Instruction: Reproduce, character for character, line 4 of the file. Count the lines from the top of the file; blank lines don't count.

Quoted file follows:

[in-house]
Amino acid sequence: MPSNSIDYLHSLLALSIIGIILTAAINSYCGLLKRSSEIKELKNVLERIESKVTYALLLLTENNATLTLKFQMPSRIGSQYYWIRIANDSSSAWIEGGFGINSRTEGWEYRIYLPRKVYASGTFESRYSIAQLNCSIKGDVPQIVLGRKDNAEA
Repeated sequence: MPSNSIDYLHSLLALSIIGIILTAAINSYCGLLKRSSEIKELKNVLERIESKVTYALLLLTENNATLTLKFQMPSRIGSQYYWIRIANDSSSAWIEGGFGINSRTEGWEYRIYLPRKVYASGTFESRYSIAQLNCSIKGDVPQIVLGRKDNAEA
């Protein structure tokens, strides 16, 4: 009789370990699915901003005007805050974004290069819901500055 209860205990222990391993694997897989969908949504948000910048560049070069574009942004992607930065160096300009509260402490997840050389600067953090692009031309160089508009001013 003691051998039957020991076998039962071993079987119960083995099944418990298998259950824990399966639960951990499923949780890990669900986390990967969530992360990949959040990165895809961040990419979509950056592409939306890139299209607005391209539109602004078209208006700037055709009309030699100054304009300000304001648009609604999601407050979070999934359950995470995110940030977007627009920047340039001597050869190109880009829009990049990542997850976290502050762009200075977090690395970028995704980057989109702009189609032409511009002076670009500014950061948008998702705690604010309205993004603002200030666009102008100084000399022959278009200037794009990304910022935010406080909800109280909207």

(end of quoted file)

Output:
């Protein structure tokens, strides 16, 4: 009789370990699915901003005007805050974004290069819901500055 209860205990222990391993694997897989969908949504948000910048560049070069574009942004992607930065160096300009509260402490997840050389600067953090692009031309160089508009001013 003691051998039957020991076998039962071993079987119960083995099944418990298998259950824990399966639960951990499923949780890990669900986390990967969530992360990949959040990165895809961040990419979509950056592409939306890139299209607005391209539109602004078209208006700037055709009309030699100054304009300000304001648009609604999601407050979070999934359950995470995110940030977007627009920047340039001597050869190109880009829009990049990542997850976290502050762009200075977090690395970028995704980057989109702009189609032409511009002076670009500014950061948008998702705690604010309205993004603002200030666009102008100084000399022959278009200037794009990304910022935010406080909800109280909207």